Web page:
Cookies on this website
We use cookies to ensure that we give you the best experience on our website. If you click 'Continue' we'll assume that you are happy to receive all cookies and you won't see this message again. Click 'Find out more' for information on how to change your cookie settings.

Doug Altman did nothing short of forever changing the fields of statistics and medical research. With that, he touched the lives of thousands, if not millions of people worldwide… a handful more than those who will miss him.

None

Yet, those who knew him personally will remember the down to earth research giant who always found the time to encourage, support, and inspire anyone and everyone who knocked on his door.

Doug's passion for and commitment to better research, one which impacts people's lives, inspired not only his own work, but also his colleagues, and multiple generations of scientists. His name equals transparency in research, dedication, commitment, and brilliance, all over the world.

Head of department Professor Andrew Carr says: "Doug Altman was an outstanding researcher who did an enormous amount over his career to improve the quality of medical research. His simple message was, if you are going to do research on patients then do it well and report it honestly. This approach has improved standards of care all over the world. He will be greatly missed by us all at NDORMS."

QuoteDoug_from_Sallie.jpg

Professor Sallie Lamb, Doug's successor as Director of the Centre for Statistics in Medicine adds: "Doug Altman. Fantastic scholar, leader and communicator, great colleague and friend to many from across the globe. Here at CSM we knew him as an inspirational, gentle, kind soul who genuinely enjoyed medical research and the company of medical researchers. We will cherish and honour his memory in the work we do."

Doug is one of the most influential medical statisticians of the past 40 years and worked relentlessly to improve the methodological quality of medical research. He was an advocate for transparency in scientific research and dedicated his career to developing essential tools for better design, analysis, clarity, and reporting of clinical and epidemiological research. Promoting the transparent and high quality reporting of evidence, Professor Altman has ultimately improved the care of patients.

He was Professor of Statistics in Medicine at the University of Oxford and authored numerous highly cited papers on statistical methodology. He founded and directed the Centre for Statistics in Medicine and Cancer Research UK Medical Statistics Group, and was co-founder of the international EQUATOR Network for health research reliability. He received the BMJ Lifetime Achievement Award in 2015.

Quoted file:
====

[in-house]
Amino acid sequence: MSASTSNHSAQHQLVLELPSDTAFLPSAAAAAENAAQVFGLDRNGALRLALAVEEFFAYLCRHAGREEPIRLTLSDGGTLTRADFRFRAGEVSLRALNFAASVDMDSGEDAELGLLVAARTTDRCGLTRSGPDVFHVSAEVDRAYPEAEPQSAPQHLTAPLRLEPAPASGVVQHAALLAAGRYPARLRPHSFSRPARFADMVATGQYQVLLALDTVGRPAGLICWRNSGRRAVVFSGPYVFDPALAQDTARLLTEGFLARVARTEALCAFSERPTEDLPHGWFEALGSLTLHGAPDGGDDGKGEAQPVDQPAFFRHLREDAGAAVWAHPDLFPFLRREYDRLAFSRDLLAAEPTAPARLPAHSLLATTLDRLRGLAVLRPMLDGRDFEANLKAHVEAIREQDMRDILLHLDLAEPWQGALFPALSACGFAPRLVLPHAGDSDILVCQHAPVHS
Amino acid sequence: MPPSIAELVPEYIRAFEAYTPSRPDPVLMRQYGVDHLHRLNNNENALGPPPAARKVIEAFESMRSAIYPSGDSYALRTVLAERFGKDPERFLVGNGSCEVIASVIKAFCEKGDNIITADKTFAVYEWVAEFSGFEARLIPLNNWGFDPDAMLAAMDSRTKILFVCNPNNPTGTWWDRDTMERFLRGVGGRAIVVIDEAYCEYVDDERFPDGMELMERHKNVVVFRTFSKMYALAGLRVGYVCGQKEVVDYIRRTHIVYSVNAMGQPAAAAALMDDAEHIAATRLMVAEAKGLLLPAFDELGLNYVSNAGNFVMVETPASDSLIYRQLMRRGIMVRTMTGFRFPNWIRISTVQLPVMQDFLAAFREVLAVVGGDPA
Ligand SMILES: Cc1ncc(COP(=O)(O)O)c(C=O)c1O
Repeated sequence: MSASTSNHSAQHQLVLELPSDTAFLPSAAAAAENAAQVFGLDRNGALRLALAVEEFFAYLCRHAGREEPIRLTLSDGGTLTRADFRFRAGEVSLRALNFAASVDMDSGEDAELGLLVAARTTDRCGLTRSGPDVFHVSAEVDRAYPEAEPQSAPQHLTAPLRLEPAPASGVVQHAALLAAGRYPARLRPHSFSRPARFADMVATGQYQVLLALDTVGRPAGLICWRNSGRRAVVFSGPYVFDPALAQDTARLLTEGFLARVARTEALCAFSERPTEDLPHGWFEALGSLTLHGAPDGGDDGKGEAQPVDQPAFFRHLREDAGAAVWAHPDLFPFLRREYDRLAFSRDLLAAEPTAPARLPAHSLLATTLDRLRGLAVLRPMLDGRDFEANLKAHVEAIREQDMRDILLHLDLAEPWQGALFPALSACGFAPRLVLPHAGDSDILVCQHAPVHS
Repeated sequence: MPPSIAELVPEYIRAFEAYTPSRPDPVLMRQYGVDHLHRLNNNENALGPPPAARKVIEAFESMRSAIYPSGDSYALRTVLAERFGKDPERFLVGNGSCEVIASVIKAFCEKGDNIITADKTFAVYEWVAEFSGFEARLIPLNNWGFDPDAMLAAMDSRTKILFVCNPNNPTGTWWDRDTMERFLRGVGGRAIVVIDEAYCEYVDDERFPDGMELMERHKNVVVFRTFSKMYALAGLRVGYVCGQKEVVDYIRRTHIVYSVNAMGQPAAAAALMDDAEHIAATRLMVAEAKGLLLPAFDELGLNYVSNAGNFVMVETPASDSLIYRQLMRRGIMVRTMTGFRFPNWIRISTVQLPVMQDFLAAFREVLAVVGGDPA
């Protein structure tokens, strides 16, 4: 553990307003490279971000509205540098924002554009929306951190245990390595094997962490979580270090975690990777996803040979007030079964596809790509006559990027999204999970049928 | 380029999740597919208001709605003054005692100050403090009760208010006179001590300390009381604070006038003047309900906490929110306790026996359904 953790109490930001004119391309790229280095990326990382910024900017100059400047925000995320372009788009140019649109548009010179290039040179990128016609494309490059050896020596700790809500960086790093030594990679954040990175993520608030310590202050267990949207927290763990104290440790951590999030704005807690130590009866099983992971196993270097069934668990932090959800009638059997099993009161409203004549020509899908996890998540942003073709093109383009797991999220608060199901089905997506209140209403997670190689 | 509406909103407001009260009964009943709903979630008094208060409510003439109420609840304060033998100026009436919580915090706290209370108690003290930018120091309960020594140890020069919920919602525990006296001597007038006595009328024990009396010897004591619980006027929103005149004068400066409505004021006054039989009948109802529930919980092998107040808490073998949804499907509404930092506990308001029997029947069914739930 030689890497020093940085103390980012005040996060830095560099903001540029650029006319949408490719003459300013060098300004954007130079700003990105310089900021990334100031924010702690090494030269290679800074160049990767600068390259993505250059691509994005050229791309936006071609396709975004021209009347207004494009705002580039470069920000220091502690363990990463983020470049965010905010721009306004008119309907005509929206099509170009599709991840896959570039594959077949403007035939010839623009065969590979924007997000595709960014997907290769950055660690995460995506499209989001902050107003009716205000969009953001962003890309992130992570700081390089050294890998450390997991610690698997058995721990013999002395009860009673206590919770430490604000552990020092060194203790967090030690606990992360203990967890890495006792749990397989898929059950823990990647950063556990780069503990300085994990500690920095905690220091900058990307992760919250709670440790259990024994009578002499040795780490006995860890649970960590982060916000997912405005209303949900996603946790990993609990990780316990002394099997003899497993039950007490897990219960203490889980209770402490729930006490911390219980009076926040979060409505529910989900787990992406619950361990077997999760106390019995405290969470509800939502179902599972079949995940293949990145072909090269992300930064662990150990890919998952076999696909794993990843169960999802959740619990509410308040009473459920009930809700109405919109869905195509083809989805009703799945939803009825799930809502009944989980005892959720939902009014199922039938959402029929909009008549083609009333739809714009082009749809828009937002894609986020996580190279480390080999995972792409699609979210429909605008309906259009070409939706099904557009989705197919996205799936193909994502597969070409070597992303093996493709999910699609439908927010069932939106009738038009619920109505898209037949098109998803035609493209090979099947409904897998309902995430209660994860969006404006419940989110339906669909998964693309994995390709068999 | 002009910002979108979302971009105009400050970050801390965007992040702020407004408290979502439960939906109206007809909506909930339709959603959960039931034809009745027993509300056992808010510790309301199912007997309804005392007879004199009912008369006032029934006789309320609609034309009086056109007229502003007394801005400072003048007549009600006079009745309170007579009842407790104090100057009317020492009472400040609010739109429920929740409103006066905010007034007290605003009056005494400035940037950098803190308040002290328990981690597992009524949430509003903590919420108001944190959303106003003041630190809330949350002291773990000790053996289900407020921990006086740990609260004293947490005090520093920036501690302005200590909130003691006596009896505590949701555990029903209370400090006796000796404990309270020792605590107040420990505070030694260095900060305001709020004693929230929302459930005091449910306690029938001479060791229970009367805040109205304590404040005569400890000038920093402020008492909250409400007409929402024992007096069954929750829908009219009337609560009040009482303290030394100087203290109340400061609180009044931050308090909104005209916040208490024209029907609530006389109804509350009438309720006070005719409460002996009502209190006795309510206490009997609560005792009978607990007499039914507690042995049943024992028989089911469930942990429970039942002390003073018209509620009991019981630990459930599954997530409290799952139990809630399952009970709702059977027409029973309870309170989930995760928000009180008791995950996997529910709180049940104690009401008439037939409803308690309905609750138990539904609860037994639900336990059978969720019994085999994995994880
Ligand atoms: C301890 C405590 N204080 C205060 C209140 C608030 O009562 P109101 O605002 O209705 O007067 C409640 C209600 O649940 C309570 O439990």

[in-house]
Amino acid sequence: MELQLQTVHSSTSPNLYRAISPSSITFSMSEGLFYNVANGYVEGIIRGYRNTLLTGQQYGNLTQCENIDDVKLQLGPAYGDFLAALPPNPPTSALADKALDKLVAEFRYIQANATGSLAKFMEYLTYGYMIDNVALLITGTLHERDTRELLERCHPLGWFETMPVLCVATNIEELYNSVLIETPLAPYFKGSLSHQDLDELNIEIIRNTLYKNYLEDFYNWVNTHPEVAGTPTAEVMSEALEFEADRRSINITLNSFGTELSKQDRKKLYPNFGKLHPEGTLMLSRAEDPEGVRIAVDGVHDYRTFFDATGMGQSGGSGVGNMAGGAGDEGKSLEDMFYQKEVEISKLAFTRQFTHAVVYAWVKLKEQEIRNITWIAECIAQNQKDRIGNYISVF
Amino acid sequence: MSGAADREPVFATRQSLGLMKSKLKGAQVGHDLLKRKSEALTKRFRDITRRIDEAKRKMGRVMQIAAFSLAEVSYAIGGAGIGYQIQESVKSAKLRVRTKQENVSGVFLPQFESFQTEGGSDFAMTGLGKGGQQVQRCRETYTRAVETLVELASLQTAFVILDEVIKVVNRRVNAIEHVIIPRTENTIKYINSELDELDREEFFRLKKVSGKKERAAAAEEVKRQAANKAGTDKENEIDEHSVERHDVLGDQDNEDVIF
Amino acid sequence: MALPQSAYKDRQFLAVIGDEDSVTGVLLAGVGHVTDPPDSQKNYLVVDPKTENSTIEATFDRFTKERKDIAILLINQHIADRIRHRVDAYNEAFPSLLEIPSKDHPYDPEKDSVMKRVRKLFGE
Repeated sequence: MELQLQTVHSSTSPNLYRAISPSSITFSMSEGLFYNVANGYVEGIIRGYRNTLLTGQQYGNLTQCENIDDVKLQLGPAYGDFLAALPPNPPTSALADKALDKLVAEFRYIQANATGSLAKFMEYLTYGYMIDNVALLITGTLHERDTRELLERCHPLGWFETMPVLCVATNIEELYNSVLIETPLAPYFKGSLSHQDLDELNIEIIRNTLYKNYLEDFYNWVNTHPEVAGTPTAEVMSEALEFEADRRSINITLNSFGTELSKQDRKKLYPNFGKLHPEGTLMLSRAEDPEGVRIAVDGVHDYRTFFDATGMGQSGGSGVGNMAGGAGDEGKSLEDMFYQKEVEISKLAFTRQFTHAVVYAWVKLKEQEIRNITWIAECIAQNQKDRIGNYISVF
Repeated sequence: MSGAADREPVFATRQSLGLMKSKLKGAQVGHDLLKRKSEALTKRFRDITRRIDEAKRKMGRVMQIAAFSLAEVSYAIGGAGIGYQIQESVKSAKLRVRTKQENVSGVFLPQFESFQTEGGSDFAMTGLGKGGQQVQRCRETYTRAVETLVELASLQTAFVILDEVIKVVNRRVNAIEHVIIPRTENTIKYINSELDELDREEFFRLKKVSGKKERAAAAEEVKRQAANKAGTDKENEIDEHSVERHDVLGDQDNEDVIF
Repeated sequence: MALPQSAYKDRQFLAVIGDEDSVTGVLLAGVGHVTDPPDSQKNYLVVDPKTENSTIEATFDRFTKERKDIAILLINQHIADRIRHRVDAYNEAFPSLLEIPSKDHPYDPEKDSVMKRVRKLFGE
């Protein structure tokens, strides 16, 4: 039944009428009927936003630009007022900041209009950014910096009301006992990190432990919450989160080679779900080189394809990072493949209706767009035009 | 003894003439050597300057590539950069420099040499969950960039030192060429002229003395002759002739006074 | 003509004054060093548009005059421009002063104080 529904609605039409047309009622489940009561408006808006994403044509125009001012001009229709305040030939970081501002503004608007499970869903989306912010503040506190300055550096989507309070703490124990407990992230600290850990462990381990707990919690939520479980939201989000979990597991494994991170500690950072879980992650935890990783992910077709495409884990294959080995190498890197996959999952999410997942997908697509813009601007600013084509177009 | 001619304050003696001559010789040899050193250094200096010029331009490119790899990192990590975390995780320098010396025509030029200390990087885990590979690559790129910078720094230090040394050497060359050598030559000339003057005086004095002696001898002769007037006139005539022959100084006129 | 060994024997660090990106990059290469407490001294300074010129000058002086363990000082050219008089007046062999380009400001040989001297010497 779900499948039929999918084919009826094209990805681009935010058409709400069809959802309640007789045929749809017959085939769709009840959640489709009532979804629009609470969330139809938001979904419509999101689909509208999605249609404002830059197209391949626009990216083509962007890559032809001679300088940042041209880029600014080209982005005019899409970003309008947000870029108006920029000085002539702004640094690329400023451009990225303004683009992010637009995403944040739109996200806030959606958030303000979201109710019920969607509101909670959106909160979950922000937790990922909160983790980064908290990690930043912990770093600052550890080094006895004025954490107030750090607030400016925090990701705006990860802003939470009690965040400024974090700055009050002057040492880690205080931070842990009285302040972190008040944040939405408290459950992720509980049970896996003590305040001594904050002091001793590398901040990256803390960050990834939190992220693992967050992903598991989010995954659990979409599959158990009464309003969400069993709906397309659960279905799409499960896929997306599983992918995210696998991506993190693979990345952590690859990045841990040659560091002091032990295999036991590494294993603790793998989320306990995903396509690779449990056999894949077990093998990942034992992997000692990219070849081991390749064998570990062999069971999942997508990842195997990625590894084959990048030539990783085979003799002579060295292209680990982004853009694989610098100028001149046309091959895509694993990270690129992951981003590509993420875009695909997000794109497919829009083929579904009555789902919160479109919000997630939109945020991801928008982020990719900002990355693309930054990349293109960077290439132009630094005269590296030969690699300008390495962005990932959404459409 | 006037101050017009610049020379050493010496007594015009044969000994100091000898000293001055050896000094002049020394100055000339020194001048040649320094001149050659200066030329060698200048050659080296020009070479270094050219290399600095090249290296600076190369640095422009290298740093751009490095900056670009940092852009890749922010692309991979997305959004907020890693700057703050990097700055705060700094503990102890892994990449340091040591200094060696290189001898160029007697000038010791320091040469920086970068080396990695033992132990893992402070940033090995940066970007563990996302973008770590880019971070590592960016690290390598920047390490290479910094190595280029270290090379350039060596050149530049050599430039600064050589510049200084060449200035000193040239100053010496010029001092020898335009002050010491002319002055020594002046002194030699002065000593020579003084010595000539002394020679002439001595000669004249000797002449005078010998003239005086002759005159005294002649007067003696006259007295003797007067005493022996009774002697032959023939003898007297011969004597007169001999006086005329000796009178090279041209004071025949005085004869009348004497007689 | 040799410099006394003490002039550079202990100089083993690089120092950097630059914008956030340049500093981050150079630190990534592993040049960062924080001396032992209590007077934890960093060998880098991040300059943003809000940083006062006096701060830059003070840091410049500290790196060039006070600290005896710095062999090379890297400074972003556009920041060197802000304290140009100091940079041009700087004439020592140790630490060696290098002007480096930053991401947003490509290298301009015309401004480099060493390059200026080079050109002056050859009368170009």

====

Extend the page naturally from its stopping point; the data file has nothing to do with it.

Legends leave behind a big legacy and an enormous void. Today, we are all left so much poorer, with one less hero fighting our corner through meaningful research. May your legacy live long and prosper, if you cannot, Doug.

Our thoughts are with Doug's family at this very difficult time.

Doug's memory book

If you would like to contribute your memories and photos of happy times with Doug, please join his friends and colleagues at CSM.

Share your memories button

A part of Doug's legacy

CSM logo

EQUATOR Centre UK

 

Similar stories

Oxford to collaborate with Janssen to map the cellular landscape of immune mediated disorders

Main Research

The University of Oxford has entered into a strategic collaboration with Janssen Biotech, Inc., one of the Janssen Pharmaceutical Companies of Johnson & Johnson.

Versus Arthritis Foundation Fellowship awarded to Dr Kristina Zec

Awards Main

Dr Kristina Zec has been awarded a Versus Arthritis Foundation Fellowship to investigate the role of products of lipid oxidation produced by synovial macrophages in triggering articular inflammation.

Study reveals the safety of bisphosphonates in chronic kidney disease

Main

The results of an observational study published in JMBR and funded by the Health Technology Assessment Programme shows that bisphosphonate use is associated with a greater risk of chronic kidney disease progression.

WHiTE Four trial results published

Hip Main OCTRU Orthopaedics and trauma Research

The results of the WHiTE Four clinical trial for the treatment of fragility hip fractures have been published in The Bone and Joint Journal.

Vascular loss shown to be the primary hallmark of aging

Kennedy Main Tissue remodelling and regeneration

New Research from the Kusumbe group at the Kennedy Institute of Rheumatology identifies vascular attrition, marked by pericyte to fibroblast differentiation, as a primary hallmark of aging and highlights organ-specific vascular changes with age.

Understanding the first wave of COVID-19 and implications for tackling the ongoing pandemic: evidence from 5.5 million people from Catalonia, Spain

Botnar Main Research Statistics and epidemiology

Health outcomes during the first wave of COVID-19 in Catalonia, Spain, have been described in detail in a study published by Nature Communications.